How do we define terrorism?

Last week’s shootings at Fort Hood have once again raised a seemingly simple question;

How do we define terrorism?

In the wake of the 2009 Fort Hood shootings, the Army and White House were hesitant to classify the tragedy as terrorism. Instead, the attack was labeled an incident of workplace violence, much to the disappointment of survivors and their advocates. In an article published earlier this week, The New York Times points out that the “t-word” was carefully avoided in reference to both Fort Hood shootings, but quickly associated with last year’s Boston Marathon bombings.

The issue, however, is not simply one of semantics. The Times article misses a crucial and rudimentary point. Terrorism is a statutorily defined term, and in the case of the 2009 Fort Hood shooting, the government determined that the perpetrators’ acts simply don’t fit within the confines of the law. The problem, therefore, is not that we lack a definition of the term, it is that each act of terrorism is so dramatically different from those that came before it that we lack a well-structured system of analysis to apply when designating an event “terrorism.”

Under 18 U.S.C.  § 2331, domestic terrorism is defined as activities which include the following three elements:

1) Involve acts dangerous to human life that violate federal or state law;
2) Appear intended (i) to intimidate or coerce a civilian population; (ii) to influence the policy of a government by intimidation or coercion; or (iii) to affect the conduct of a government by mass destruction, assassination, or kidnapping; and
3) Occur primarily within the territorial jurisdiction of the U.S.

Without question, both attacks at Fort Hood include involved acts dangerous to human life that violated both federal and state law and occurred within the territorial jurisdiction of the U.S., easily meeting the first and third elements of the definition.

The second element is where we enter the legal gray area, and it is apparent that, in classifying the acts (specifically in 2009, as the official designation has not yet been released for last week’s attacks) the government’s analysis weighed against a “terrorism” classification. It would be difficult to classify these attacks as intended “to intimidate or coerce a civilian population.” They occurred on a military base, and the intended targets were clearly military personnel. The next step would be to examine whether the acts were intended to affect the policy or conduct of the government through intimidation or violence.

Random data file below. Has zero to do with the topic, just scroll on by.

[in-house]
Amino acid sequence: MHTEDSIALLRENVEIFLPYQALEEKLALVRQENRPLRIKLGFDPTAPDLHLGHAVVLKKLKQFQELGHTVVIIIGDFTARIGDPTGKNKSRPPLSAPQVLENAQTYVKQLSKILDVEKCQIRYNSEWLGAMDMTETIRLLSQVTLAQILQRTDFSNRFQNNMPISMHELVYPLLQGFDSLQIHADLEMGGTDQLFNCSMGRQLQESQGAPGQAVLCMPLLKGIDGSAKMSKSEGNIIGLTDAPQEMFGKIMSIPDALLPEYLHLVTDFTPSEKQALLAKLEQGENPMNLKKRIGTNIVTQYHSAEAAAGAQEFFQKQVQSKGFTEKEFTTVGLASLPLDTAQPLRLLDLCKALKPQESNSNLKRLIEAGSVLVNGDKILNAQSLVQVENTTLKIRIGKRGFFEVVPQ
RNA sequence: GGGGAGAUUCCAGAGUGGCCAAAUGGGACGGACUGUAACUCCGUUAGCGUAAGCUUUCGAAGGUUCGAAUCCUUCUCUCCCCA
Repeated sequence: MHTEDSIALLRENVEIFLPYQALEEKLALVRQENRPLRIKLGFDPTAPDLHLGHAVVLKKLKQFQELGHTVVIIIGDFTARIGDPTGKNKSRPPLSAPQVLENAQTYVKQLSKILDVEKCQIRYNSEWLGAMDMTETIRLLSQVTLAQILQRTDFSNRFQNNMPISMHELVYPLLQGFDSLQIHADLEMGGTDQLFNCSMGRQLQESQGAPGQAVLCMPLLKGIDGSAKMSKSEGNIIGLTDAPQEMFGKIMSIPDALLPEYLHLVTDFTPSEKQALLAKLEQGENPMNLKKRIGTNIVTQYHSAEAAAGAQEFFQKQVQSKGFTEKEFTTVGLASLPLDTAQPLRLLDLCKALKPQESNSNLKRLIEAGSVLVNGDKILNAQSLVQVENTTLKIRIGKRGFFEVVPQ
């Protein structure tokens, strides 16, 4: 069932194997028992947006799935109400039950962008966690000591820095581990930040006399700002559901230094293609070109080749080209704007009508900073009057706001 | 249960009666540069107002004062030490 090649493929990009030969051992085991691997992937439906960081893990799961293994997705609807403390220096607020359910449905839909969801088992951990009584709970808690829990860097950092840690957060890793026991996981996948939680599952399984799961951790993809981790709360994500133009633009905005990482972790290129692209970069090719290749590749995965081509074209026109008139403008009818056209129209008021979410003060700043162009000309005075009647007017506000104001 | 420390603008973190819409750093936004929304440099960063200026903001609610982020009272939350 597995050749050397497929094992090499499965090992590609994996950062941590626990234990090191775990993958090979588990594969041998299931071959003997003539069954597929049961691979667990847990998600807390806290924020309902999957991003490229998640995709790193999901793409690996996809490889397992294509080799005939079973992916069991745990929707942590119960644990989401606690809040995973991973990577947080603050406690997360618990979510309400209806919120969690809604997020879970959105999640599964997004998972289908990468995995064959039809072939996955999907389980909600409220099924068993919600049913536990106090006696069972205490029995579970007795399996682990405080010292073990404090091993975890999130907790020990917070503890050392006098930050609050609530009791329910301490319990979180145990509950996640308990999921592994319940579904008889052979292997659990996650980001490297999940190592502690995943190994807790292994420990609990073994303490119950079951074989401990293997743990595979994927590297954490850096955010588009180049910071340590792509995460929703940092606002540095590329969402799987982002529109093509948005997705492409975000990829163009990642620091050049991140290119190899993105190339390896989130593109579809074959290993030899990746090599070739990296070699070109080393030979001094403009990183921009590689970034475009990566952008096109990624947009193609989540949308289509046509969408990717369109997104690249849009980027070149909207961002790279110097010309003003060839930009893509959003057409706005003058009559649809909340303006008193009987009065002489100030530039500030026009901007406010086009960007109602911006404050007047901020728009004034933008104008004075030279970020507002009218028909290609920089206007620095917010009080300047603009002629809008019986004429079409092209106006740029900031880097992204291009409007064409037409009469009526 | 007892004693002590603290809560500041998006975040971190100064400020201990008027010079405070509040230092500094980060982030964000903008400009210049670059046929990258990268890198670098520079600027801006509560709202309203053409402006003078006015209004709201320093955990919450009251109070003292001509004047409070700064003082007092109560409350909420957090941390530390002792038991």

There was much debate over whether to classify the 2009 shooting as terrorism or another act of violence. Ultimately, it was decided that there simply wasn’t enough evidence to classify the 2009 acts as terrorism. While this classification is particularly important to the victims of the attack and their families, as it warrants a higher level of monetary compensation and makes victims eligible for accolades like the Purple Heart, the inherent problem lies in the way our legal system operates.

The law is, without question, broad and leaves ample room for interpretation. In most situations, the standards for the law would be developed through precedent set by earlier case law, honing and narrowing the definition, and creating standards and tests to determine what does and does not fall within the confines of the law. Situations of terrorism and/or mass violence, as prevalent as they may seem, happen far less often then a “routine” crime, for example, a murder. Our legal system has dealt with so many murders, encompassing seemingly every possible scenario or fact pattern one could concoct, that we have a concrete knowledge of what evidence is needed to prove a murder, the various standards to apply, and how they can change the outcomes in a case.

Each potential terrorism case, however, is dramatically different. Fort Hood is different from the Boston Marathon, which was different from September 11th, etc. While we can develop general guidelines to help determine when a terrorism analysis might be appropriate, it is nearly impossible to develop concrete and specific rules and standards to apply in each case. Instead, lawmakers apply what we call in the legal world a totality of the circumstances analysis, examining all of the evidence at their disposal and determining whether, based on the evidence at hand, the scenario can be classified as terrorism.

The decision to classify the 2009 Fort Hood shootings as workplace violence, and thus withholding the benefits of a terrorism designation from the tragedy’s victims and their family members, therefore highlights a flaw in the system; it is based too much on human analysis, and not enough on concrete, evidentiary standards. Had the analysis been performed by a different group of lawmakers, the outcome may have been a terrorist designation. The law leaves too much room for interpretation, and has not been narrowed by precedent or case law. The problem is not the lack of a concrete definition of terrorism, as many media outlets have insinuated in recent weeks, it is instead a flawed system of analysis and lack of concrete evidentiary standards and procedures to use in classifying an act as terrorism.

Kelly Ann Taddonio, Senior Research Fellow
Center for Policy & Research

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